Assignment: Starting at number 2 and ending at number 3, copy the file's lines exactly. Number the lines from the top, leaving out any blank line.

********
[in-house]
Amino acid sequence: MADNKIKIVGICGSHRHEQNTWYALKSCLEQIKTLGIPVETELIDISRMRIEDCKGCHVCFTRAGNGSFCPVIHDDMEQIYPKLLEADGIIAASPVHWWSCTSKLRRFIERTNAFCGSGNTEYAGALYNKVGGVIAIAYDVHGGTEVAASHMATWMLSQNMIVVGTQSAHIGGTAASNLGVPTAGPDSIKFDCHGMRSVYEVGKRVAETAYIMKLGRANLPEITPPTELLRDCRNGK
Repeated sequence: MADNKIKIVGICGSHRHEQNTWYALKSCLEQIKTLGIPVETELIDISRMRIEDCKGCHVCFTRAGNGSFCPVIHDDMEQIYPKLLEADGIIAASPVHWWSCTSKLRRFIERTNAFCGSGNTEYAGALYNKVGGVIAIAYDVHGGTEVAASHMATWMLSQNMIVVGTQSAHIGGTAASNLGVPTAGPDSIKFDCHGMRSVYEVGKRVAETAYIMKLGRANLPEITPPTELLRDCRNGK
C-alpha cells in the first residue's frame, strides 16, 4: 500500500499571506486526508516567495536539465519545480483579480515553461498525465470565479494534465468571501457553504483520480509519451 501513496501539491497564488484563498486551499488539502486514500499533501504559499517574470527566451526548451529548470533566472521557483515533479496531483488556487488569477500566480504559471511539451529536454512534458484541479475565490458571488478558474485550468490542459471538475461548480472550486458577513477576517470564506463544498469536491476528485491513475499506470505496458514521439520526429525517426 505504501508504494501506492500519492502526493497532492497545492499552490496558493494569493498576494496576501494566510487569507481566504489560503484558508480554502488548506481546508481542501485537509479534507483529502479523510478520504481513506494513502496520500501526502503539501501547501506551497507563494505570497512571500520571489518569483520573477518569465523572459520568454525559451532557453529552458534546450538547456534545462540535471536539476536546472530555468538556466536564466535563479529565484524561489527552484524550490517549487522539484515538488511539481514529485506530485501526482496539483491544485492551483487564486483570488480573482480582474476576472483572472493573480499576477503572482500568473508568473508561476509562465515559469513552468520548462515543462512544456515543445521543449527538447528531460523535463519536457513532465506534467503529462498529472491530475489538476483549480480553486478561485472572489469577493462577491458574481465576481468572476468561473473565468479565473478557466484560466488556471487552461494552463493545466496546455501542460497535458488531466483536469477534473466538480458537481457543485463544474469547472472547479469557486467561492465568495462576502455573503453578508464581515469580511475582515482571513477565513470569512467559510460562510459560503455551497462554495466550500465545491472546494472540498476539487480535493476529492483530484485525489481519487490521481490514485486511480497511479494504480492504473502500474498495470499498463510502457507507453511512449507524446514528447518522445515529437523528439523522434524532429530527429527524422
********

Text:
Amino acid sequence: MADNKIKIVGICGSHRHEQNTWYALKSCLEQIKTLGIPVETELIDISRMRIEDCKGCHVCFTRAGNGSFCPVIHDDMEQIYPKLLEADGIIAASPVHWWSCTSKLRRFIERTNAFCGSGNTEYAGALYNKVGGVIAIAYDVHGGTEVAASHMATWMLSQNMIVVGTQSAHIGGTAASNLGVPTAGPDSIKFDCHGMRSVYEVGKRVAETAYIMKLGRANLPEITPPTELLRDCRNGK
Repeated sequence: MADNKIKIVGICGSHRHEQNTWYALKSCLEQIKTLGIPVETELIDISRMRIEDCKGCHVCFTRAGNGSFCPVIHDDMEQIYPKLLEADGIIAASPVHWWSCTSKLRRFIERTNAFCGSGNTEYAGALYNKVGGVIAIAYDVHGGTEVAASHMATWMLSQNMIVVGTQSAHIGGTAASNLGVPTAGPDSIKFDCHGMRSVYEVGKRVAETAYIMKLGRANLPEITPPTELLRDCRNGK